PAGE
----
Product detection in movies and TV shows using machine learning – part 5: Finding sweeties quick

In Part 4, I made a start with establishing a new training dataset by harvesting publicly accessible photos on social media. The main benefit of using user generated content is that they were taken in a real-world setting, hence close to what the targeting logos would look like in a film. For content selection and labelling, my own filtering tool and Yolo_Mark worked pretty well. It wasn’t easy to label 600+ images but the workflow is decent. The three classes are: 0 – Cadbury, 1 – ROSES, and 2 – HEROES. There are some typeface variations of ROSES. You need to be patient and consistent of the labelling strategy. As humans, we are able to acquire information from different sources very quickly while making a decision. So if I were actively looking for a particular logo while knowing the logo is definitely present, I could still point at an unidentifiable blob of pixels and be 100% certain that its a Cadbury logo on a discarded purple wrapper. It may not be realistic to expect a “low-level” machine learning model with a small training set to capture what human could do in this case. Therefore I limit the labelling to only the logos that I could visually identify directly.

Labelling a photo using Yolo_mark (Image copyrights belong to its owner)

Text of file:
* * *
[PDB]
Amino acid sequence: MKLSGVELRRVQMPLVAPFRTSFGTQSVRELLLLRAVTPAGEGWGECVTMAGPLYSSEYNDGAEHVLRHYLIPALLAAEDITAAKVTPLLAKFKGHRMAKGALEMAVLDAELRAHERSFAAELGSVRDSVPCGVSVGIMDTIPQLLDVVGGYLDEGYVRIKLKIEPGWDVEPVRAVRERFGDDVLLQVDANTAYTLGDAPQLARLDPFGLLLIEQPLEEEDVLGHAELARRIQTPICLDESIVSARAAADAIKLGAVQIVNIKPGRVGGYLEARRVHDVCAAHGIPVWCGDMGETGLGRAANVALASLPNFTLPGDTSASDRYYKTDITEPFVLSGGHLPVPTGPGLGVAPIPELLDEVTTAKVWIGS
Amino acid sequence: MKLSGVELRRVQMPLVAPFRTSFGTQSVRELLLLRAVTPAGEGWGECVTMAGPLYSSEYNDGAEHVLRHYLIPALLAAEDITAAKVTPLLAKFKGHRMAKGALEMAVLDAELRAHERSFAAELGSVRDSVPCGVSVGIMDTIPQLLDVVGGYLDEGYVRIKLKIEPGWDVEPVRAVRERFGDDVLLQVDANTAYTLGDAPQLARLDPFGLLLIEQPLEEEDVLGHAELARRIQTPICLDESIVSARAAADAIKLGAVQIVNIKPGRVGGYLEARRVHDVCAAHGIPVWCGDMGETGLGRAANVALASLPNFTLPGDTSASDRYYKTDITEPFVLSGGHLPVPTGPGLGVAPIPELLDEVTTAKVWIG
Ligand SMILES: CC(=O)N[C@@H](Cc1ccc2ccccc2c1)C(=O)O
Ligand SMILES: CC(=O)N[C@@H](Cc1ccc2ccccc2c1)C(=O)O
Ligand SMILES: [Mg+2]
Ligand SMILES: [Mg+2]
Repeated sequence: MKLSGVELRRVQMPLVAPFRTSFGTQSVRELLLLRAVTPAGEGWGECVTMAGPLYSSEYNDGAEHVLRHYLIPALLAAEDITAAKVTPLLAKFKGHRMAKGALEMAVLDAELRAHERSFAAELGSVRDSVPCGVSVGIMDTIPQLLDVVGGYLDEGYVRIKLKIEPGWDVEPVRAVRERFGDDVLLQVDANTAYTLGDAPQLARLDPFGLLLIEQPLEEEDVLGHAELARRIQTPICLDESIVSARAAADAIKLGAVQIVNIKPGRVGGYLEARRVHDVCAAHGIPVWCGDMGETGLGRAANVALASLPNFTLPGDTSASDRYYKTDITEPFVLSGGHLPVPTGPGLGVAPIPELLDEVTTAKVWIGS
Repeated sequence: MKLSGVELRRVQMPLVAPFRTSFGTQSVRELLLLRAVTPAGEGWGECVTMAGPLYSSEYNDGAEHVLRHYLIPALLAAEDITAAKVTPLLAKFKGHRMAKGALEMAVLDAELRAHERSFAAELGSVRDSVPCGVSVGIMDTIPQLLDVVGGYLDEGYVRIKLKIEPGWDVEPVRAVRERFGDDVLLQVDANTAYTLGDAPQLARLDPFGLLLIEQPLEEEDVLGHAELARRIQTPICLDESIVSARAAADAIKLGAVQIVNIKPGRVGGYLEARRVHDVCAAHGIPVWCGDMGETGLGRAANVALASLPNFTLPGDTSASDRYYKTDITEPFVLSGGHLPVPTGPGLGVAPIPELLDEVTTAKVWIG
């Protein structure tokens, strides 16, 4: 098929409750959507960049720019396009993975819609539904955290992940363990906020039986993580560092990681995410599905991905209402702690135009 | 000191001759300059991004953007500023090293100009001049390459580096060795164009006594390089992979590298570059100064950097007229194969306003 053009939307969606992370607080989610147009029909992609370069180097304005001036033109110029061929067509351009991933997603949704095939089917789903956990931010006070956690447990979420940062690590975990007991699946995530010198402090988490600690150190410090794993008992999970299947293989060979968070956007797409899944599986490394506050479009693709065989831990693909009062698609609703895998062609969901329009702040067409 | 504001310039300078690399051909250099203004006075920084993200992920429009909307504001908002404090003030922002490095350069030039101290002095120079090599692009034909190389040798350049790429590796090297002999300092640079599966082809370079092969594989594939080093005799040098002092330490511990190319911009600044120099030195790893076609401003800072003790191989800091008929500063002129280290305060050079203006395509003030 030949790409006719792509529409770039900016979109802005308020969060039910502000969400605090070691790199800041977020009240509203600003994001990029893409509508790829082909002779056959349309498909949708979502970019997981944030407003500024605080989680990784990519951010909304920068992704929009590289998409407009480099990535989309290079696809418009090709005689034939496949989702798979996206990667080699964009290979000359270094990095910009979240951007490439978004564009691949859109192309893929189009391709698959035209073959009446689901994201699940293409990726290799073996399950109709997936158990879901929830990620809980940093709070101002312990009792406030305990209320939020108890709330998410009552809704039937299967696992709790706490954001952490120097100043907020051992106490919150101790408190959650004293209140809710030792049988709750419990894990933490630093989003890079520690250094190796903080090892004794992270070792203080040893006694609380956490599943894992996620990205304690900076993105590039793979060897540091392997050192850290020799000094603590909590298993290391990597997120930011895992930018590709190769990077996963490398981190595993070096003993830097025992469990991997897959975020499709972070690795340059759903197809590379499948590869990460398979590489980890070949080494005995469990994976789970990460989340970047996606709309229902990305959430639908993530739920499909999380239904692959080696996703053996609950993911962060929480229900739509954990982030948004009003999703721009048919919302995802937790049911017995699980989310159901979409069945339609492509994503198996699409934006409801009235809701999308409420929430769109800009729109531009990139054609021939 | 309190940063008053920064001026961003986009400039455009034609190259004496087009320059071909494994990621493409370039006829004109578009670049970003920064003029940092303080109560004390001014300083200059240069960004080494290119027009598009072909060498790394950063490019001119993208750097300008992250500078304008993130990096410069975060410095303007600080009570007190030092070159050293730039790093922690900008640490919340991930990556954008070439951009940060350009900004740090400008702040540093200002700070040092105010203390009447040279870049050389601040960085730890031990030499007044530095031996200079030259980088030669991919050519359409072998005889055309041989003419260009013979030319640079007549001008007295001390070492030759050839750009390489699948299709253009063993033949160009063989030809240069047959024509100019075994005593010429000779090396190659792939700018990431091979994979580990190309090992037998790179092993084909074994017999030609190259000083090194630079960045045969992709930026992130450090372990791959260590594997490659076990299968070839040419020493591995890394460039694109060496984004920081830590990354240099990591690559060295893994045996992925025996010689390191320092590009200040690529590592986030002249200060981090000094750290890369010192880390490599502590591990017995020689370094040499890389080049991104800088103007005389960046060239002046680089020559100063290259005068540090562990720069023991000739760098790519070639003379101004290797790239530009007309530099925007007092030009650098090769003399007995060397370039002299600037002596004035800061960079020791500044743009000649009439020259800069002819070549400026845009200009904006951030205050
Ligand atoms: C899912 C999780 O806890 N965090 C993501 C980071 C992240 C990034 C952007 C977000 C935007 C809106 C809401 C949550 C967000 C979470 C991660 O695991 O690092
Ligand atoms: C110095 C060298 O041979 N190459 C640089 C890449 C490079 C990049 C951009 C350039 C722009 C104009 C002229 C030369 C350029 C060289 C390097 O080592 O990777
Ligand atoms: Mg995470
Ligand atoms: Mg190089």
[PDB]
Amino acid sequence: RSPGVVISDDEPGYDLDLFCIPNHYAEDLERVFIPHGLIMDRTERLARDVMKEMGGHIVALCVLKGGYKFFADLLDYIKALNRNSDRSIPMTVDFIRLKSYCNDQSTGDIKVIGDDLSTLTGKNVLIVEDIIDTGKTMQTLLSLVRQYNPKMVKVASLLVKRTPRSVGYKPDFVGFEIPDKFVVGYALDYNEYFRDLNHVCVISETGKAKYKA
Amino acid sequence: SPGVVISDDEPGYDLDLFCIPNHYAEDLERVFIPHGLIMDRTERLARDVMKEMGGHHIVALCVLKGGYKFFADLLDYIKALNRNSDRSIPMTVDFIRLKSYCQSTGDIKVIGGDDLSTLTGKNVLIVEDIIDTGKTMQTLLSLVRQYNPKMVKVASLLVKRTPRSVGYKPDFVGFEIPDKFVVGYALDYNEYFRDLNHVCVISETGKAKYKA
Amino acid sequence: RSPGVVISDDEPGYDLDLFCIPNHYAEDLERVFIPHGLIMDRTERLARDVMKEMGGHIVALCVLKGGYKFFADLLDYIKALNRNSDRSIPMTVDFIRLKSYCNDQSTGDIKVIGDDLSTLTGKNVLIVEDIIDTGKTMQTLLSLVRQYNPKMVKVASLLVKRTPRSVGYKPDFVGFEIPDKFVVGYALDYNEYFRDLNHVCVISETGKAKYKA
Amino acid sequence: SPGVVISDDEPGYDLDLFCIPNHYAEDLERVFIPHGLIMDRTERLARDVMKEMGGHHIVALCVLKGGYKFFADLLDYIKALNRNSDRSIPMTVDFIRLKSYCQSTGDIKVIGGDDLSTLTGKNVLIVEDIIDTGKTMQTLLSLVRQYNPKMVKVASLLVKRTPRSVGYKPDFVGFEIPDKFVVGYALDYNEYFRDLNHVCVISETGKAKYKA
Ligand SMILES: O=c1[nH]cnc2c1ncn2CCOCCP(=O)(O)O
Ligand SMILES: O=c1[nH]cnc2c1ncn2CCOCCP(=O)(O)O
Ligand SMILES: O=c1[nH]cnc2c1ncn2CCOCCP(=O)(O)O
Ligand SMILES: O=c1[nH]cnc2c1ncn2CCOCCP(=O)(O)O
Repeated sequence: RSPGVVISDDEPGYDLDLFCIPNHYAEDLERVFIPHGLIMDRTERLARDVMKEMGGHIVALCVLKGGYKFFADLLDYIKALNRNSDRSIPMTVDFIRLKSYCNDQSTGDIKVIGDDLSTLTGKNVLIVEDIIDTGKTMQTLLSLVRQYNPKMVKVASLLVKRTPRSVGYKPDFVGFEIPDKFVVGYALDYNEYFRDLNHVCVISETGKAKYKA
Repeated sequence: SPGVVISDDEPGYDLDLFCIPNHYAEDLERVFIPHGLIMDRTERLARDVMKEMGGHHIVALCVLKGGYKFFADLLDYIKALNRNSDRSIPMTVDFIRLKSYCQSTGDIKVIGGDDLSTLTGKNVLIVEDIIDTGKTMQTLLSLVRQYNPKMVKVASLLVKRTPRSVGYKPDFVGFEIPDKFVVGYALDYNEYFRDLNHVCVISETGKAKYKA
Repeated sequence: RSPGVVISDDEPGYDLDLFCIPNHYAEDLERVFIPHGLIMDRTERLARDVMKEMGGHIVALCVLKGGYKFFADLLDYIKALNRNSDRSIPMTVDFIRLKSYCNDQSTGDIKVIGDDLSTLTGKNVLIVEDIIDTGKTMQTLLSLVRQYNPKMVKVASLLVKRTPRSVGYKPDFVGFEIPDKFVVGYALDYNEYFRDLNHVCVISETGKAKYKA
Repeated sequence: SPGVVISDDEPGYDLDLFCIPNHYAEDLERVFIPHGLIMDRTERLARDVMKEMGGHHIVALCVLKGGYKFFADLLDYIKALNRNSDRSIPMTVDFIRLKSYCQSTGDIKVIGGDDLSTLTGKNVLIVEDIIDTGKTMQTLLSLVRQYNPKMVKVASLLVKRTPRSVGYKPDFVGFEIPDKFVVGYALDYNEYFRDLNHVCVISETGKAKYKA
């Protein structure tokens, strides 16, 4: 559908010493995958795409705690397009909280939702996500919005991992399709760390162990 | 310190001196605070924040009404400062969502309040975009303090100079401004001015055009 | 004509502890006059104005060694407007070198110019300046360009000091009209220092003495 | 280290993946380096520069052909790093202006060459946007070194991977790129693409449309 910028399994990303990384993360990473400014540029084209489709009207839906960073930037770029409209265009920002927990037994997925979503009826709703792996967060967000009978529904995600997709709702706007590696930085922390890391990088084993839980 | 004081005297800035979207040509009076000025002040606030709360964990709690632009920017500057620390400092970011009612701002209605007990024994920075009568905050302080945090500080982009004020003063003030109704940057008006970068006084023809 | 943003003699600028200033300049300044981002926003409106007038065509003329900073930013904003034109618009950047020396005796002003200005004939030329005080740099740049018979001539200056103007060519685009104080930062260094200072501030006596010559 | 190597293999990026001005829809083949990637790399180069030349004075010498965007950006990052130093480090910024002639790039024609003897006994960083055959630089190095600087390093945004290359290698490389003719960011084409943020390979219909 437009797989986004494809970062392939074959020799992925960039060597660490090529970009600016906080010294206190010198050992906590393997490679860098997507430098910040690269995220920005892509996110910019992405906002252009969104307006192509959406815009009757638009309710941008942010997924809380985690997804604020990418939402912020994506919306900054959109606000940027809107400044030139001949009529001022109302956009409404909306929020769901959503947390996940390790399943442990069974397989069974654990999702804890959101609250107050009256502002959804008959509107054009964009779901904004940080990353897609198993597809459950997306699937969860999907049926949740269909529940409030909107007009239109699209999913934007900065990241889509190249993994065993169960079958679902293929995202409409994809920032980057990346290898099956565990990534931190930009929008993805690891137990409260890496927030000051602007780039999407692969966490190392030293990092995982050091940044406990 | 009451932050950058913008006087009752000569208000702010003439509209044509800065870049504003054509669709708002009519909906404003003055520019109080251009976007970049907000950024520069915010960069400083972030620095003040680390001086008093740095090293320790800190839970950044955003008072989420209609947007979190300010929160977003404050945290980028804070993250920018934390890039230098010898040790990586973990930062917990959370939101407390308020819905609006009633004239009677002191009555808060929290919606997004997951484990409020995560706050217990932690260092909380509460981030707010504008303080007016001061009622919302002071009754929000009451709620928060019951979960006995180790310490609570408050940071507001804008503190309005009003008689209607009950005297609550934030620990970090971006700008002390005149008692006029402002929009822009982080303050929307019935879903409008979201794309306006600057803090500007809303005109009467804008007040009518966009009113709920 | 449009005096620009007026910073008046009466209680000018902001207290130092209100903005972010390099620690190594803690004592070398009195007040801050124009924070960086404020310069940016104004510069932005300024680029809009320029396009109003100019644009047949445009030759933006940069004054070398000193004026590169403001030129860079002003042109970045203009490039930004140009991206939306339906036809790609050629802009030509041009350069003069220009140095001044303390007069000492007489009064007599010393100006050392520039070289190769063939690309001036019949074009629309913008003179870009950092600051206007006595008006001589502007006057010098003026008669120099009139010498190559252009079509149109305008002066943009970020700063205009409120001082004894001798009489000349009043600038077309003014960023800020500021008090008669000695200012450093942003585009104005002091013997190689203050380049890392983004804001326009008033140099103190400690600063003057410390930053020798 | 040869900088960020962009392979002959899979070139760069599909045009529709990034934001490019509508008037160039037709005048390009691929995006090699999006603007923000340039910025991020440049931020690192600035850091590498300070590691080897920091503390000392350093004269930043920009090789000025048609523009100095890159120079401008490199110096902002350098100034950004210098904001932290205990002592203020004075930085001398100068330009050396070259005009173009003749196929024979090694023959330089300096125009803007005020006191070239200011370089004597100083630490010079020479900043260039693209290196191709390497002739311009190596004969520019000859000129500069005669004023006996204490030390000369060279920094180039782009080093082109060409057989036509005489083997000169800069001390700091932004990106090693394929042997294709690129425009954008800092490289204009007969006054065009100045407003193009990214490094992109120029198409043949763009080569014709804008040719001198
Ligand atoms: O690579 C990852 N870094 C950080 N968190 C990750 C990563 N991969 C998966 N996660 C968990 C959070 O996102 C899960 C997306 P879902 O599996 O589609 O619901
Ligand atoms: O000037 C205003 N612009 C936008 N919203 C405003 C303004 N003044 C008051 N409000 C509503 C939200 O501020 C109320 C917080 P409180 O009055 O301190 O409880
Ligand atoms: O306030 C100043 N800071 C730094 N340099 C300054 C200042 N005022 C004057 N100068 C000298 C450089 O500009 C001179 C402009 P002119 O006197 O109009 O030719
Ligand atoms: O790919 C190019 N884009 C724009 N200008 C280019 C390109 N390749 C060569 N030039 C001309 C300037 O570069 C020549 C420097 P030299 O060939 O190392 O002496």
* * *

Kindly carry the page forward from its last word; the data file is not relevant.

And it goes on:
The training process wasn’t much different from the previous modelling for Coca-cola logo except some further tidying of the dataset (minor issues with missing files, etc.). With a baseline configuration, it took about 6 hours to complete 6000 epochs with a pretty good result base on the detection of three logos.

The images below illustrate what the model picks up from some standard photos (using the slider to see “before” and “after”).

logo detection

Another example:

logo detection

I’ve also tested the model on some videos provided by our partner. I won’t be able to show it here due to copyrights but its safe to say that it works very well with room for improvements. Some adjustment can be done at the modelling side, such as increasing the size of training images (currently downsampled to 608×608), increasing the number of detection layers to accommodate a larger range of logo sizes, or perhaps giving the new YOLOv4 a go!

This update concludes the “Product detection in movies and TV shows using machine learning” series. The dataset used for Cadbury, Roses, and Heroes training will be made public for anyone interested in giving it a go or expanding her own logo detector. I am still pushing this topic forward and will start a new series soon!

Product detection in movies and TV shows using machine learning – part 1: Background

Product detection in movies and TV shows using machine learning – part 2: Dataset and implementations

Product detection in movies and TV shows using machine learning – part 3: Training and Results

Product detection in movies and TV shows using machine learning – part 4: Start a new dataset

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